“Taking a larger view of the present COVID-19 situation, the industry needs to focus on different areas other than traditional outlets to expand the marketing strategy”, says Mr. S. Sundaresan, Secretary, ISPF.
While there are challenges, Mr. Sundaresan points out a few examples where mattress usage has increased and thus, the opportunity to target those places “There are a number of mobile hospital units that have come out with beds and other medical facilities like Oxygen concentrators etc. Many schools have temporarily offered their school buses to convert into quarantine stations for the COVID-19 patients.”
“Due to heavy surge in COVID-19 patients, Railways (Integral Coach Factory, Chennai) have converted many coaches into hospitals. Hence there is a surge in demand for mattresses. Similarly, as the tourist traffic has sharply fallen, many hotels which are located adjacent to Large Hospitals have offered their rooms for quarantine/hospital needs. Due to overflowing crowds in the primary health centers in rural areas, the rural consumer needs mattresses only to be placed on the floor due to paucity of funds to buy cots”, he says.
Mr. Sundaresan feels that the Quarantine Centers near Airports & Railway stations may also have mattress requirements, since many travelers who arrive from foreign countries are advised to go for a quarantine stay of over two weeks.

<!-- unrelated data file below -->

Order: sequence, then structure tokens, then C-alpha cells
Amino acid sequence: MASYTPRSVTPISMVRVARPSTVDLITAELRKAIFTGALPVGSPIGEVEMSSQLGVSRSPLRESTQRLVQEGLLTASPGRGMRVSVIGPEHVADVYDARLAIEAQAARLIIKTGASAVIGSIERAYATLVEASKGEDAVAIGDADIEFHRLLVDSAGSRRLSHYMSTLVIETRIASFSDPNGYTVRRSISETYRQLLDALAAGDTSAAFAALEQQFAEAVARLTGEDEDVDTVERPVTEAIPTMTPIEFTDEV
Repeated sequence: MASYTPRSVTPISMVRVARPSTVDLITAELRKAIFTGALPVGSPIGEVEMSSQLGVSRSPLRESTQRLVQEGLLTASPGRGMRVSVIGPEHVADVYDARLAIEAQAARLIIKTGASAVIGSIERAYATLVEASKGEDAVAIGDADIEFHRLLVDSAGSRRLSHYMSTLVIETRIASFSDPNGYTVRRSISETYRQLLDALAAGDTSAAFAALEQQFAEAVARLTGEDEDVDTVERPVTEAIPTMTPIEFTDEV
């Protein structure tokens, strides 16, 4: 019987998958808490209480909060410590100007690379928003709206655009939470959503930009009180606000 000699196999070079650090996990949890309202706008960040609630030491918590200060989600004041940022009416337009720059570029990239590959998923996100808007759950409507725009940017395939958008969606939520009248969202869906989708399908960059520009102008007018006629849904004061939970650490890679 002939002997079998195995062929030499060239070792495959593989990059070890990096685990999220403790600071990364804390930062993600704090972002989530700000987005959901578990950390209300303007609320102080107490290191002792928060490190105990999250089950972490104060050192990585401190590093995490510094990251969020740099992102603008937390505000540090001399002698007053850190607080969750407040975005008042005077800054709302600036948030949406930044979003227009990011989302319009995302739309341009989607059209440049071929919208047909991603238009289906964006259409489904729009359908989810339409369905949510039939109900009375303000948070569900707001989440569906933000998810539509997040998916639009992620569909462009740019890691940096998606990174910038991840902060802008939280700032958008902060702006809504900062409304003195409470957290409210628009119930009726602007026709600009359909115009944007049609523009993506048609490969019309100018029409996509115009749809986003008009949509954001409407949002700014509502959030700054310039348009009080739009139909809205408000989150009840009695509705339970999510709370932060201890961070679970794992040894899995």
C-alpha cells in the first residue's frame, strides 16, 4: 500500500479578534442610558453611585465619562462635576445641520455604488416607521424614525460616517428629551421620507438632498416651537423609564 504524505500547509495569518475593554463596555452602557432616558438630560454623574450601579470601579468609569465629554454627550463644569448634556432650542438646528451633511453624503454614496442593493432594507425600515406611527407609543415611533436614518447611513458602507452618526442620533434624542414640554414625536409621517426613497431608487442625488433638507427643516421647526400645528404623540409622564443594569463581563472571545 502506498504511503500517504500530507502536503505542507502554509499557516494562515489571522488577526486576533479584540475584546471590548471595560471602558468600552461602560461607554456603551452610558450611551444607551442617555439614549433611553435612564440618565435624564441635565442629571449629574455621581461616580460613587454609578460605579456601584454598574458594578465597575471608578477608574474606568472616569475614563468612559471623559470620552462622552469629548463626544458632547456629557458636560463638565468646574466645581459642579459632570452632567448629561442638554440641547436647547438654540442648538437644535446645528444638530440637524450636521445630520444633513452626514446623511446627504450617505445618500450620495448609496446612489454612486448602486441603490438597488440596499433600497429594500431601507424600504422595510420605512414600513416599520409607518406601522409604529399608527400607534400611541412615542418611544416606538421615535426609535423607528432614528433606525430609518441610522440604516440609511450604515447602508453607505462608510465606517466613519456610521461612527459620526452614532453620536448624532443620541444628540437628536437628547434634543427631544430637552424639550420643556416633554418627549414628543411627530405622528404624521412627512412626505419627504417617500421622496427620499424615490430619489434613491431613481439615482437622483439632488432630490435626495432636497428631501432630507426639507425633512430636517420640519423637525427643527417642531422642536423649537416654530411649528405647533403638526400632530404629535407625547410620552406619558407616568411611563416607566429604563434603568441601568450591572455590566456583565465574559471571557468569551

He suggests that the way to address the current challenges is to stick with quality. “We have to stick to the quality. The challenge with the Indian market is that the industry has no room to capitalise on the purchase, unlike other products. The mattress is not purchased every few days or weeks. It is done once in five or eight years. We should stick to good quality and not compromise on quality”, he says.
Rehman, the mattress dealer, is gung-ho about the prospects and is upbeat about his business. Recently he invested in setting up a website for his store so that customers could browse and place their orders. “We want to be an omni-channel offering. Whether it is physical retailing or an online presence, we want to be where the customer wants us to be,” he adds.
COVID-19 lockdown is a temporary situation. Businesses will be normal in a few weeks. Once the lockdown is lifted, demand for the products will rise and it would be business as usual. Even during the lockdown, industry players are using the online medium to sell their products. After all, life is about accepting the challenges along the way, choosing to keep moving forward, and savouring the journey.